Engineering News - 16 April 2015 Energy Minister announces
The 13, which would make up 1 121 MW installed capacity on the national grid, were selected from a tightly competitive field of 77 proposals.
Energy Minister Tina Joemat-Pettersson told a media briefing in Cape Town that the successful round four bids, amounting to around R23-billion in value, were expected to create over 7 000 jobs during construction, with 1 000 permanent operational jobs. Over 27 000 jobs are expected to be created over a 20-year period.
The Minister expected financial close of these projects in the fourth quarter of this year, with commissioning of the projects expected from November 2016.
The largest slice of the bids was allocated to onshore wind energy, at 676 MW.
Solar photovoltaic (PV) energy made up 415 MW, with 25 MW being allocated to biomass and 4.7 MW to small hydro.
Six of the 49 solar PV proposals were successful, as were five out of 23 onshore wind projects. About 62% of the successful projects in the fourth round were situated in the Northern Cape, including all of the solar PV projects that were selected. The Northern Cape also scooped two out of the five wind projects.
The Eastern Cape took the largest slice of the onshore wind projects, amounting to around one-third of the successful projects overall.
The recommended preferred bidder for small hydro was in the Free State, and the biomass project in Mpumalanga.
Joemat-Pettersson said the number of proposals indicated the “substantial continuing investor interest” in the South African renewable-energy programme.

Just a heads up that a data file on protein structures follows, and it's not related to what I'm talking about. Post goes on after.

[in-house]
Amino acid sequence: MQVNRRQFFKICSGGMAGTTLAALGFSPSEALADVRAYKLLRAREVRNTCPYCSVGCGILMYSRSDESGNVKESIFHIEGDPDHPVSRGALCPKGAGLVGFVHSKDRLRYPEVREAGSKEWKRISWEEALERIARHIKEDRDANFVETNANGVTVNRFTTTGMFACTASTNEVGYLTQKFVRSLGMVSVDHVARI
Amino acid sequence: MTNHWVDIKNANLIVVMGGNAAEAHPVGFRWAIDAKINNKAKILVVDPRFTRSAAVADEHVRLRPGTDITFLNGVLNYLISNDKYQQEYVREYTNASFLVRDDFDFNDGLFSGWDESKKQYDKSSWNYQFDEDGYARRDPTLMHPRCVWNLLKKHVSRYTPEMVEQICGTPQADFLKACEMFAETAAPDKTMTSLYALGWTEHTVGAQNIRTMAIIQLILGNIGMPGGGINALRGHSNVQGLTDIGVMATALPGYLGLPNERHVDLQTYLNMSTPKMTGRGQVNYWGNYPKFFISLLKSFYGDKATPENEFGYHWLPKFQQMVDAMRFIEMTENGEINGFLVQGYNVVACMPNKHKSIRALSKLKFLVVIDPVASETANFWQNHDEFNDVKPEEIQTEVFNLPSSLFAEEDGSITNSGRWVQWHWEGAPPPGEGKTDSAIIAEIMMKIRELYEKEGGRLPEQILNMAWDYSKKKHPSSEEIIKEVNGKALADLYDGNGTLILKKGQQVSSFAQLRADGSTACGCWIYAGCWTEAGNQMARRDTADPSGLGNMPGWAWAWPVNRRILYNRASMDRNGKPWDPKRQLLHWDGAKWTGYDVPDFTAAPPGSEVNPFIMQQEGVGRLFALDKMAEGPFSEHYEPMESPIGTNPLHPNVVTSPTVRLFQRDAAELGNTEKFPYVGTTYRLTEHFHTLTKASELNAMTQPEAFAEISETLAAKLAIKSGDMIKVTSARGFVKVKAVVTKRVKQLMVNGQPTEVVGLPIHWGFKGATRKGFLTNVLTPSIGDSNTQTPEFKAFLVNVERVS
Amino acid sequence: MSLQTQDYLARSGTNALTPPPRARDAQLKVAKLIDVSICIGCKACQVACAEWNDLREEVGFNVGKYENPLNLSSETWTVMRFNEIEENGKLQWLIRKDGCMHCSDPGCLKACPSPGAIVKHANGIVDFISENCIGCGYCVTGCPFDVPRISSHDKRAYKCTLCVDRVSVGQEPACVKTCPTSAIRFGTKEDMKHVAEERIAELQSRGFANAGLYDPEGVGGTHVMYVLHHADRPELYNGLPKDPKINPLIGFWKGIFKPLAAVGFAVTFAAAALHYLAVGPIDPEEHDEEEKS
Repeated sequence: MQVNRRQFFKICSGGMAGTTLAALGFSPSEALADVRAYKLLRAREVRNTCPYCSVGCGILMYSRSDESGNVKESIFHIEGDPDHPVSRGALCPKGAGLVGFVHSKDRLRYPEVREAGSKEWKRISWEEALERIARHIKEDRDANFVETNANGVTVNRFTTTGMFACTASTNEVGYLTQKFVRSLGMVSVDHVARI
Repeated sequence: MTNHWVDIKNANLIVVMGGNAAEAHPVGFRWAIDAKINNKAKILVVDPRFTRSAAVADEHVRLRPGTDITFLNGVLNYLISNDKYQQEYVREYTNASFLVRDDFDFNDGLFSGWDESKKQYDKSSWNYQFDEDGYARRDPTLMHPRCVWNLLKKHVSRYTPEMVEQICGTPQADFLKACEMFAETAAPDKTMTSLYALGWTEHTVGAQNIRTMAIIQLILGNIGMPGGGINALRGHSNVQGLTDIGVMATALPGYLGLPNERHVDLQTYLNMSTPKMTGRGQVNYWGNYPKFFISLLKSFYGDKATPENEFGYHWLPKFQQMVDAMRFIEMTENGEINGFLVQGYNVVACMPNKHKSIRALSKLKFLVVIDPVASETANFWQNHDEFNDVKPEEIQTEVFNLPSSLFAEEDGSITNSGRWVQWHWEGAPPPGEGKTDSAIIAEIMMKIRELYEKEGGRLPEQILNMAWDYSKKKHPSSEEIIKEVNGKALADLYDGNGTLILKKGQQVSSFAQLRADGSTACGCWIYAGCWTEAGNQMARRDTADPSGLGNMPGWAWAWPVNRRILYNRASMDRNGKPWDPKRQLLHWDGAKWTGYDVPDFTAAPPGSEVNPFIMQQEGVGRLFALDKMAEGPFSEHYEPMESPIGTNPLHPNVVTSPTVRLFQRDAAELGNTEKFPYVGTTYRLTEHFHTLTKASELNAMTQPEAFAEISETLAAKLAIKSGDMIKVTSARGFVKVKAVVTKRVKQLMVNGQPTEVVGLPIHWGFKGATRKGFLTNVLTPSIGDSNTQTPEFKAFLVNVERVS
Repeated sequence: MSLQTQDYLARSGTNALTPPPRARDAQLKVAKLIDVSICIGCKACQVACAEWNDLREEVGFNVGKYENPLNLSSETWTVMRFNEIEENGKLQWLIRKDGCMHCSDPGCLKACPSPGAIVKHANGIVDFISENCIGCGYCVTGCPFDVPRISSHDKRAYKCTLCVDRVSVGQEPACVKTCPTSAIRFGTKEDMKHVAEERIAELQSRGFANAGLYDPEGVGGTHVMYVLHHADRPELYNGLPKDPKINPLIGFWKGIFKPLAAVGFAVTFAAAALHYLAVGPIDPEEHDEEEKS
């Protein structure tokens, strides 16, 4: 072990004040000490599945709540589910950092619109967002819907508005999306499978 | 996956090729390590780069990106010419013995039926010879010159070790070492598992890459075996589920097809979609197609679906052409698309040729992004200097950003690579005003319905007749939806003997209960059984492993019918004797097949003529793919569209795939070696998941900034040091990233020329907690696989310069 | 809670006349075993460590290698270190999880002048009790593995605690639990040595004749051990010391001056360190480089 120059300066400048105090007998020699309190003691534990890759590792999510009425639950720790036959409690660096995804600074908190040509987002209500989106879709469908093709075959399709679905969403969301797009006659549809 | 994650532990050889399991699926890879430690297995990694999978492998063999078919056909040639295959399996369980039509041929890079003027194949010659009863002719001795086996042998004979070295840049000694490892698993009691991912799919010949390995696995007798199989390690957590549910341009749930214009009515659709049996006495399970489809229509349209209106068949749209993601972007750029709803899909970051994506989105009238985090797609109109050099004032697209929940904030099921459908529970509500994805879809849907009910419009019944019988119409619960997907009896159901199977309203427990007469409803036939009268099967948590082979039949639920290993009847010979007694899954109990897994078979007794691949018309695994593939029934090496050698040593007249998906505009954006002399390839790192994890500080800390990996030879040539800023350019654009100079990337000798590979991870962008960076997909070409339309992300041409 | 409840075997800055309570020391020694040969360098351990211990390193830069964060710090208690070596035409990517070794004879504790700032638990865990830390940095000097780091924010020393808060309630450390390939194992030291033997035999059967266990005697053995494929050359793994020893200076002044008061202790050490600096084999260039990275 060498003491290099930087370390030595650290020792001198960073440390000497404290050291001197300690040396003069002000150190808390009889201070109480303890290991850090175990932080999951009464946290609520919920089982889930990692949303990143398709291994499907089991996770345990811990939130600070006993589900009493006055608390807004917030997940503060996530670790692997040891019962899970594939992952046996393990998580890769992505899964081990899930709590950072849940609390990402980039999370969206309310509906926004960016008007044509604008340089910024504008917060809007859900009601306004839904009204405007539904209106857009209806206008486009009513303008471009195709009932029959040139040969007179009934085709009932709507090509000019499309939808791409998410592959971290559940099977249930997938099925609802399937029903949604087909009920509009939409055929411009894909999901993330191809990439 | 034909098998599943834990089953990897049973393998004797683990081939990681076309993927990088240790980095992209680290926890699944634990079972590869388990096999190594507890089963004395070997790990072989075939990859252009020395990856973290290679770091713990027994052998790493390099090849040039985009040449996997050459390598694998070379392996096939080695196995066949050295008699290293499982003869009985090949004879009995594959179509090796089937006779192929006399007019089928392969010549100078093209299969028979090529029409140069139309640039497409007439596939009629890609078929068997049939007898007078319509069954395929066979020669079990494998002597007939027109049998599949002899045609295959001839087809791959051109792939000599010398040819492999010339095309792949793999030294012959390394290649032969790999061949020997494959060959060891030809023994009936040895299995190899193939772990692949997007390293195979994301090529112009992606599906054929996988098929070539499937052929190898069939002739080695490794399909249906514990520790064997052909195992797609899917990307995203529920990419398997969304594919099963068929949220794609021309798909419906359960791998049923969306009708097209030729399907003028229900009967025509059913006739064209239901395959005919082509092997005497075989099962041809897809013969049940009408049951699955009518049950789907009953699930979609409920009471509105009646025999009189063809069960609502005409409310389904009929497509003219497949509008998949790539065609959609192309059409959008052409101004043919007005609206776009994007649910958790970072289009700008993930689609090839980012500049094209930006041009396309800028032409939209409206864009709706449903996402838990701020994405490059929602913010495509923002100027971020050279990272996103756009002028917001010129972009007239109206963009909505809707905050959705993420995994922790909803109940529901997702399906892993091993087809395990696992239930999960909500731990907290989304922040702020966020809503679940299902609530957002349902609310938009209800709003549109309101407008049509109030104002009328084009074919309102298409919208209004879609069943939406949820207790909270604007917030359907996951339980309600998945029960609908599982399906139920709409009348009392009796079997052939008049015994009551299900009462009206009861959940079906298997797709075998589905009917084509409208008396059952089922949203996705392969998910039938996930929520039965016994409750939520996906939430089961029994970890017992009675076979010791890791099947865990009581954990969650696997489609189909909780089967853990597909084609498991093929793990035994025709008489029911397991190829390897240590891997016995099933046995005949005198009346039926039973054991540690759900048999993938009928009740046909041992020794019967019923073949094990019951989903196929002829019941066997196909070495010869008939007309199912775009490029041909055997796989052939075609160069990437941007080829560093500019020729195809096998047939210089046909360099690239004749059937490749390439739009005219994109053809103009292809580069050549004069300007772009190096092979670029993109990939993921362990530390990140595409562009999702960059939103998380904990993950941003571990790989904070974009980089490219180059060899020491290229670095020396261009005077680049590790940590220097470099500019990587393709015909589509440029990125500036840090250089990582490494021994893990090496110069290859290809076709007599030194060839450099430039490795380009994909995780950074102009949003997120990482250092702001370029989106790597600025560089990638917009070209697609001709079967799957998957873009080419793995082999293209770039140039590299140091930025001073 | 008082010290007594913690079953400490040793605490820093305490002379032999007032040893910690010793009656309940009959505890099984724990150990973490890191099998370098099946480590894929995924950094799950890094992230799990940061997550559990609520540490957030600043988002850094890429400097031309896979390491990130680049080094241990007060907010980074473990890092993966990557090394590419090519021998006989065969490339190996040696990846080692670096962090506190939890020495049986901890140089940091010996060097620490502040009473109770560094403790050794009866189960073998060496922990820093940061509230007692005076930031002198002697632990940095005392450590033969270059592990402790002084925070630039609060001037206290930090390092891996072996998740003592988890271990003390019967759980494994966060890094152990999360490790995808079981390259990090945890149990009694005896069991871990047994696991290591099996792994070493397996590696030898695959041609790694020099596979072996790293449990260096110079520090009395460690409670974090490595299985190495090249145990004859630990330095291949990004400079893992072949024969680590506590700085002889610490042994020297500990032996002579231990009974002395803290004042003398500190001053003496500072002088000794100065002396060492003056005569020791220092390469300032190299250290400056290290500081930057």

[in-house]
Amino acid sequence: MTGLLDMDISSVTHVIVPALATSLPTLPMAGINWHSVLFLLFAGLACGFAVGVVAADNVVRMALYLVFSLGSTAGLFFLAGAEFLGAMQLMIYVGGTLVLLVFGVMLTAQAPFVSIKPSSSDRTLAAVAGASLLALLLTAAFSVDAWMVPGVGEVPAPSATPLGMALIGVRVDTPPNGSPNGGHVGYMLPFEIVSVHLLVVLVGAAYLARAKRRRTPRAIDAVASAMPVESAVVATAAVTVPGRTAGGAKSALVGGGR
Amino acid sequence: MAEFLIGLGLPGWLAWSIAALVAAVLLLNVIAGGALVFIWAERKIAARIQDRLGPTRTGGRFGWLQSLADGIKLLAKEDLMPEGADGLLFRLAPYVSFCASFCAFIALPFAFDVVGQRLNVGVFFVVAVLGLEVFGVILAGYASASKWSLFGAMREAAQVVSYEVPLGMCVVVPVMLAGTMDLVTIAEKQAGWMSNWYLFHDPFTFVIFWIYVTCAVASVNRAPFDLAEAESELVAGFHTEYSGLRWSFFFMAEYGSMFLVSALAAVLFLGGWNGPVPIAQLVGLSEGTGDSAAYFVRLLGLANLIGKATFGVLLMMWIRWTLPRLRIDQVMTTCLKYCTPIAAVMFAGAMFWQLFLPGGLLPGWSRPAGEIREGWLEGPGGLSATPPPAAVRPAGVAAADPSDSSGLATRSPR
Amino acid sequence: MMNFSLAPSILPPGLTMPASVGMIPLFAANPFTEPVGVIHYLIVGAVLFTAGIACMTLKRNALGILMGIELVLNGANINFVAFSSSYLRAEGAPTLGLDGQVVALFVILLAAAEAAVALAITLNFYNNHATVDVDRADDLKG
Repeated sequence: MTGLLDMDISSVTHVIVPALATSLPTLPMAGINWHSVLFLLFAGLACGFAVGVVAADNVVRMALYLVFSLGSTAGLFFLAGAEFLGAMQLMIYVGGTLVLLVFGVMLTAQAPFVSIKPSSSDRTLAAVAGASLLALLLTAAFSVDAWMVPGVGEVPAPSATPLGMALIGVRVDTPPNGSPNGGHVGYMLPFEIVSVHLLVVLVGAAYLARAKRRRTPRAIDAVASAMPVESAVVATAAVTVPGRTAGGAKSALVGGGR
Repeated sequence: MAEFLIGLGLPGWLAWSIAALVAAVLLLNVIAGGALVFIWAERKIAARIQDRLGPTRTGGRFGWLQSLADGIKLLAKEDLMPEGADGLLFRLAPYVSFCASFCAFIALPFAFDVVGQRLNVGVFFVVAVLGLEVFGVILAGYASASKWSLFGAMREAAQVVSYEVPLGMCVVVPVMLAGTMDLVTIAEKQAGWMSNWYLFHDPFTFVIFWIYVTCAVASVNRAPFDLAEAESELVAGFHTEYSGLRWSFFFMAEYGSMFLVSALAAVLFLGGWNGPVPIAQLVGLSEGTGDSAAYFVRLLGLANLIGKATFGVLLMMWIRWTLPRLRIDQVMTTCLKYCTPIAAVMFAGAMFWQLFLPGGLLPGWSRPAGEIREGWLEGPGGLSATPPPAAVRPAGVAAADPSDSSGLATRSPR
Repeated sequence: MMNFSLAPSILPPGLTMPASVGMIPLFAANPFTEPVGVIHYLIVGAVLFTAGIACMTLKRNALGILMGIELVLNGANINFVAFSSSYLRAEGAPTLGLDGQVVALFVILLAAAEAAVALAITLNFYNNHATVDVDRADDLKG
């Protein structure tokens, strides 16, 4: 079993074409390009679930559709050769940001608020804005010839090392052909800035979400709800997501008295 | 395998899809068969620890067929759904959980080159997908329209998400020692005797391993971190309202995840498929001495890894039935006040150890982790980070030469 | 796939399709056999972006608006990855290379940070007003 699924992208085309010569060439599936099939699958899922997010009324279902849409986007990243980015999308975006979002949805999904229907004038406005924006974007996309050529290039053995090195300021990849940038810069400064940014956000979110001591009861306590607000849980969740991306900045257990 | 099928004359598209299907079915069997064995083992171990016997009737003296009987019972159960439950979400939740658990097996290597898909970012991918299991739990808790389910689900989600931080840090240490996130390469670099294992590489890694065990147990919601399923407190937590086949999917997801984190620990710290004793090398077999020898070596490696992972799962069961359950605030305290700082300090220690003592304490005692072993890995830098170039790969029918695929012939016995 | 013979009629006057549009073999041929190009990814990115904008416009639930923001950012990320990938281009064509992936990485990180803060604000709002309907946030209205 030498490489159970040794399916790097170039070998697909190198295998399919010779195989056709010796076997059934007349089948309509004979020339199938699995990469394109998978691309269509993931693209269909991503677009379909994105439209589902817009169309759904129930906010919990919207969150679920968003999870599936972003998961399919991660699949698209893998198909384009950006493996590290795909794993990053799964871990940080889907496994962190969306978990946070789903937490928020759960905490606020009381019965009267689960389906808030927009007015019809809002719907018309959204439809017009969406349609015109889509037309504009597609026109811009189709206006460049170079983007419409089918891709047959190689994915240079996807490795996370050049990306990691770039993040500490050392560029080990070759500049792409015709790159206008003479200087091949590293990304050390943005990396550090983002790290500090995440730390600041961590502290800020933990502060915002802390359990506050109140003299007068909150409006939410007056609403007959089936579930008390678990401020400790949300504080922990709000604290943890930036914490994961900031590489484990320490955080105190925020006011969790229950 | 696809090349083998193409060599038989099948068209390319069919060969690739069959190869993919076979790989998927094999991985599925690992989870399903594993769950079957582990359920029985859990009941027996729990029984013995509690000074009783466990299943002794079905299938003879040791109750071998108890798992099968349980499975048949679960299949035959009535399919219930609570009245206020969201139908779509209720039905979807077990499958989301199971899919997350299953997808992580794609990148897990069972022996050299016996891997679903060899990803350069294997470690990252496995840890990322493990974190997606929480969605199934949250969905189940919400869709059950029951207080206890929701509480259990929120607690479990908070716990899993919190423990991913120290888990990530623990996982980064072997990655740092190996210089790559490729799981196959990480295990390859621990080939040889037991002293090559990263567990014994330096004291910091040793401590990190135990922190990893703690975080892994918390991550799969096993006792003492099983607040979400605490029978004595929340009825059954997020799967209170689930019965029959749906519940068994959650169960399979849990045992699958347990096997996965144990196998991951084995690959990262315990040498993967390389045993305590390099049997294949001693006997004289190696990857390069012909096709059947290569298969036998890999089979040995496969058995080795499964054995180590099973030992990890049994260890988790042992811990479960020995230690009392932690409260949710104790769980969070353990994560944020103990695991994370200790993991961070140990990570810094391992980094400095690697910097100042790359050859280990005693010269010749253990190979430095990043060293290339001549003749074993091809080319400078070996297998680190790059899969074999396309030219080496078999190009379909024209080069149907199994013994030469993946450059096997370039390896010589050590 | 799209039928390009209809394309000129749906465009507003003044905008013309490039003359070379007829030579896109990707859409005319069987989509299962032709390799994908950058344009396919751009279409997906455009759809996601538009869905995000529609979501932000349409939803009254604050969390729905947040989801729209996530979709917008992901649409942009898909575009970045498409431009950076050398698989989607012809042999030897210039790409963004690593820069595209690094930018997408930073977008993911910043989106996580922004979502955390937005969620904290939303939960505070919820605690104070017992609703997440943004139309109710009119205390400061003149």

The average price of electricity supply had dropped substantially since the first round of bids. The average fully indexed price for the solar PV bidders is 76% lower than it was in the first round, with onshore wind prices falling by almost half.
The average, fully indexed price of onshore wind energy in April 2014 terms is R619/MWh, and R786/MWh for solar PV. Biomass was quoted at R1 450/MWh, with R1 117/MWh for small hydro. The supply prices to Eskom would be contracted for a period of 20 years.
The Minister said she wanted to see swift movement in the implementation of the fourth round and on into a fifth bid submission phase.
“We don’t have the luxury of time or margins for errors. We will be putting the private sector under tremendous pressure. We will leave no stone unturned to speed up processes to assist in solutions we seek as a collective in this country.”
She said the DoE would need to put pressure on Eskom to sign the power purchase agreements. “The biggest challenge is to get Eskom to evacuate the energy,” she said.
Joemat-Pettersson told journalists that the focus would fall sharply on community participation in the areas in which the projects were based.
“Communities should not be passive recipients but active participants in their destinies.”
The 13 preferred bidders for Window 4 are as follows:
Ngodwana Energy Project – 25 MW
Roggeveld Wind Farm – 140 MW
Karusa Wind Farm – 140 MW
Nxuba Wind Farm – 139 MW
Golden Valley Wind – 117 MW
Oyster Bay Wind Farm – 140 MW
Sirius Solar PV Project One – 75 MW
Droogfontein 2 Solar – 75 MW
Dyason’s Klip 1 – 75 MW
Dyason’s Klip 2 – 75 MW
Konkoonsies II Solar Facility – 75 MW
Aggeneys Solar Project – 40MW
Kruisvallei Hydro – 5 MW